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Essay On Pet Ownership

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In most places owning a dog or cat is second nature, but what about a tiger, bear or maybe python? Exotic pet ownership is far from having a clear right or wrong answer but it is in need of a ban for both the protection of animal and owner. For exotic pet owners, owning a wild beast insures a sense of power and uniqueness. It is also their way of contributing to the conservation of a species by having a “backup population” once human population growth and habitat destruction has resulted in extinction (Slater 113). But in reality the ownership of wild animals as pets only helps to damage already fragile ecosystems, both the one from which they came from and the new one in which they find themselves. Captivity strips an animal of a natural life in the wild, free of confinement and unsuitable care. Finally, the risks to humans are very large; injuries inflicted from exotic pets are dangerous and possibly deadly. Bans vary from state to state, ranging from no ban to partial ban to complete ban, but even in states with full bans, exotic pet ownership still occurs. Private ownership of an exotic animal as a pet should be banned in the US, due to disruptions in ecosystems, the dangers that wild animals are exposed too, and the risks to the owners of these pets.
When animals are voluntary or involuntary let into the wild many native species can become threatened by animals that, in the foreign ecosystem, have no natural predators. The ecosystem from which an animal comes can be damaged by the severe depletion of that species. Today there are more tigers in captivity then there are in the wild in Asia (Slater 106). Exotic animals can also feast on species to a point of extinction if there are no natural predators to maintain the wild exot...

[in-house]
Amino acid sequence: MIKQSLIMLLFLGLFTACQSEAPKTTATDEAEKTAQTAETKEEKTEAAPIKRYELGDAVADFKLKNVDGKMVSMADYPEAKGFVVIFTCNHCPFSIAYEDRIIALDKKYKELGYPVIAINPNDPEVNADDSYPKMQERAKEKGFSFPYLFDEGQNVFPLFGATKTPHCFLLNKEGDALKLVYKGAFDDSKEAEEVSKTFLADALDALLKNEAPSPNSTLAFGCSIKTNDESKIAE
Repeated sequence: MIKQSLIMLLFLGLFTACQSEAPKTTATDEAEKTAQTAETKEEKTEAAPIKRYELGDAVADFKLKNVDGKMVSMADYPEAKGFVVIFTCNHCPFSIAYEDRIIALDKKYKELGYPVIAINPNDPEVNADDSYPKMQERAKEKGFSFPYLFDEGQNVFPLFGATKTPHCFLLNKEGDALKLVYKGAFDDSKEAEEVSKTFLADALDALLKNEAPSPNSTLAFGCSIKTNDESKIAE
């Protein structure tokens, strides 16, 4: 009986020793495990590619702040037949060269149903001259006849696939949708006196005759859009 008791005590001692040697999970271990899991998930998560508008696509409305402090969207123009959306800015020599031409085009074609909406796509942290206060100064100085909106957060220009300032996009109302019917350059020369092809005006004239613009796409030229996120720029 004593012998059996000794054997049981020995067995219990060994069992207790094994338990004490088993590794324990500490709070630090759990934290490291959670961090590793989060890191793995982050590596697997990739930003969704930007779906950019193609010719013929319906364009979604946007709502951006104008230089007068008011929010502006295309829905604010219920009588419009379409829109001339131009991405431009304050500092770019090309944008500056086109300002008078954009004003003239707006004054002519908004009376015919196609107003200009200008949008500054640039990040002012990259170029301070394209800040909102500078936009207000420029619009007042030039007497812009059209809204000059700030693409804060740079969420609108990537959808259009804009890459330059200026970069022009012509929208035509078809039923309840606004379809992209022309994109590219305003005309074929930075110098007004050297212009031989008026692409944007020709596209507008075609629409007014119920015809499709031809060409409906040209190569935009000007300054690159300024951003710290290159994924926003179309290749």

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...of exotic species, inadequate confinements and risks that the animals are exposed to, and the dangerous risks to humans. Millions of animals are illegally smuggled into the United States each year; this produces grave consequences, resulting in the possible destruction of fragile ecosystems. Equally important is the suffering that animals face when they are impulsively bought, just to be discarded when they become too big a burden. Finally, when exotic animals are held in private residences human safety and health are in jeopardy. There is no denying the magnificence of a wild animal, but what if it is removed from nature to be made a pet in a cage? Does it still hold that same beauty? The answer is simple, no. Nature can never be seen in an animal staring behind bars, because the moment it is placed in a cage our connection through it to the natural world is lost.
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